Irish fishers are planning to peacefully disrupt plans by the Russian Navy to conduct military exercises 240km off the coast of Cork next month.
The artillery drills at the start of February will take place in international waters but within Irish-controlled airspace and the country’s exclusive economic zone (EEZ).
Patrick Murphy, chief executive of the Irish South and West Fish Producers Organisation told RTÉ radio’s Morning Ireland that the area was very important for fishers and that they wanted to protect biodiversity and marine life.
There are currently half a billion tonnes of blue whiting in the area that move up along the coastline, he said.
Mr Murphy said his members felt this was a very serious issue. He referred to the Green Party leader Eamon Ryan who had been on the radio programme earlier talking about the importance of fuel.
“This is the same for us. This isn't about €100 per person, this is the livelihoods of fishermen and fishing families all around the coastline here," Mr Murphy said.
"We've already seen 25% of what we were allowed to catch taken from us in the Brexit negotiations, and the cure to that is to wipe out one-third of the fleet again? Another 60 boats are looking to be decommissioned by this Government.
“We’re entitled to go fishing here. It’s our waters. Can you imagine if the Russians were applying to go onto the mainland of Ireland to go launching rockets, how far would they get with that? It's no different to fishermen, this is our ground, this is our farm, this is where we earn our living.
“Why should somebody be able to come in and do that in our waters? This is going to affect our livelihoods and the marine life. There's seismic activity out there for years and it actually changed the migratory pattern of tuna at one stage.
“This is a very important ground where fish come to spawn and we don't know what's going on out here.
“We should be entitled to go fishing there, and if we're fishing there then these boats, these warships shouldn't be having war games”.
On Monday the Russian ambassador to Ireland said that plans by Russia to hold navy military exercises off the coast of Ireland are a “non-story”.
At a press conference in the Russian Embassy on Monday, Yury Filatov downplayed the significance of the navy exercises after concerns were raised by the Irish Government.
Foreign affairs minister Simon Coveney had earlier said the plans were “not welcome”.
Mr Murphy pointed out that the ships would likely be followed by submarines and asked what would happen if the fishing gear and nets got tangled with a submarine. This was a real concern as fishing boats had been sunk by submarines in the past.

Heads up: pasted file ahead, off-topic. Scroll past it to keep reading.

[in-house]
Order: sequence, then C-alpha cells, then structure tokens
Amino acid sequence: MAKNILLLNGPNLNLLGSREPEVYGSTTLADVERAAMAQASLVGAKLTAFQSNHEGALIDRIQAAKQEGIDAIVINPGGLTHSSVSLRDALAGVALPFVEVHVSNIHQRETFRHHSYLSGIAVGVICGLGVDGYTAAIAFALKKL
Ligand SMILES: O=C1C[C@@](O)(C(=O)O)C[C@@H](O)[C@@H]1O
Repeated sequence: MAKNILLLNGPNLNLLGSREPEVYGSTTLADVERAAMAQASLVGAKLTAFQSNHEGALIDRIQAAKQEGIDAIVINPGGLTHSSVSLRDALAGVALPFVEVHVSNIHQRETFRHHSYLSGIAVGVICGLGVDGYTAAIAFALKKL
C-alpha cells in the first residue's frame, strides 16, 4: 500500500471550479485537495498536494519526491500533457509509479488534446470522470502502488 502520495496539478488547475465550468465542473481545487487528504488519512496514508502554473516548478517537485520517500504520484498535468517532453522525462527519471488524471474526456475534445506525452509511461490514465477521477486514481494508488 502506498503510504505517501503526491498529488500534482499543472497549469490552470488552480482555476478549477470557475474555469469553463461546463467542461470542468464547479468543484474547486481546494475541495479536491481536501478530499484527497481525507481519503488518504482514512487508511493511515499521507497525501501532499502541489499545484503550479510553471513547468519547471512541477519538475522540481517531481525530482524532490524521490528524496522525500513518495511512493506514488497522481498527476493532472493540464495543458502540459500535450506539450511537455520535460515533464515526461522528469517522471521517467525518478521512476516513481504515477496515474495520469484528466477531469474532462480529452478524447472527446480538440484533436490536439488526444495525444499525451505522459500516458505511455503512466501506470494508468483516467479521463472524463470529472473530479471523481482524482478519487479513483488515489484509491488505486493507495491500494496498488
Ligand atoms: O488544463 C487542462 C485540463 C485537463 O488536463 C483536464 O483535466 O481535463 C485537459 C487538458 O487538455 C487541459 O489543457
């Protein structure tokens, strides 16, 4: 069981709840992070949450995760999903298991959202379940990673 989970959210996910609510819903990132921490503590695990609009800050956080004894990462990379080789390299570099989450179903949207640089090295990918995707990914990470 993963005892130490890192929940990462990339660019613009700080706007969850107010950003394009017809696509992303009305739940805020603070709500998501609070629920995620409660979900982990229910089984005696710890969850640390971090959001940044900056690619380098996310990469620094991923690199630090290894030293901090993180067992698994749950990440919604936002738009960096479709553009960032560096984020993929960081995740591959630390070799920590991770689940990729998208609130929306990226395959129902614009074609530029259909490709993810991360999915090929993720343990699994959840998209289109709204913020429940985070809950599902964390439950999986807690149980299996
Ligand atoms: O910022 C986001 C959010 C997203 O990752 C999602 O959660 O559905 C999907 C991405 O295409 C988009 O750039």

“We in our industry feel nothing's being done here, like everything else, and we want to act. We're not going to face down boats, we're not going to take them on that way, but we are definitely making a point here and we want our Government to do something for us.
“Getting rid of us is not the cure, trust me.”
The Minister of State for European Affairs, Thomas Byrne says he fears war is looming in Europe because of the threat of a Russian invasion of Ukraine.
“I think this is really a moment of great danger in Europe and I'm not sure that we're fully apprised of the seriousness of the situation that there is war looming in Europe and I think it is extremely, extremely worrying," he told RTÉ radio’s Today with Claire Byrne show.
“I think we're in a very precipitous situation. There have been diplomatic efforts going on for weeks and months now at this stage to try to prevent this. We support all efforts to try to stop this - this could be very dangerous if it happens”.
Mr Byrne called on Irish citizens in Ukraine to register with the Irish embassy which opened in Kiev last year.
“We've a lot of Irish citizens there, what we're asking is that Irish citizens register with the embassy. In our experience in situations such as this - whatever number of Irish people we have registered, there's multiples more who aren't registered.
“I think it's very important that they do in case of the outbreak of hostilities and we are advising people not to go to Ukraine at the moment on any non essential business or travel.”
Senior officials in Brussels are all “extremely concerned, extremely worried” about the situation.
“We are showing as a European Union 100 percent full solidarity with Ukraine - they're entitled to the integrity of their sovereign area, they're entitled to set their own destiny as a country. We must support democracy there and we must support their rights as a sovereign state.”
Unlike the US, European countries were not withdrawing personnel from diplomatic missions in Ukraine, added Mr Byrne.
“It's very important that we continue to review the security situation in Ukraine, we're doing that all the time, obviously the safety of people there is very important. But it's also important that we show full solidarity with Ukraine and not simply walk away from that. I think we've done that consistently”.
When asked about Russian plans for naval trials off the south west coast of Ireland, Mr Byrne echoed the comment by the Minister for Foreign Affairs to the Russian Ambassador: “Russia are not welcome here, this is very, very worrying, as to what they are doing.
“The difficulty we have is that they are entitled to do this under international law in our exclusive economic zone, once they give notification to the Irish Aviation authority they are in compliance with international law.”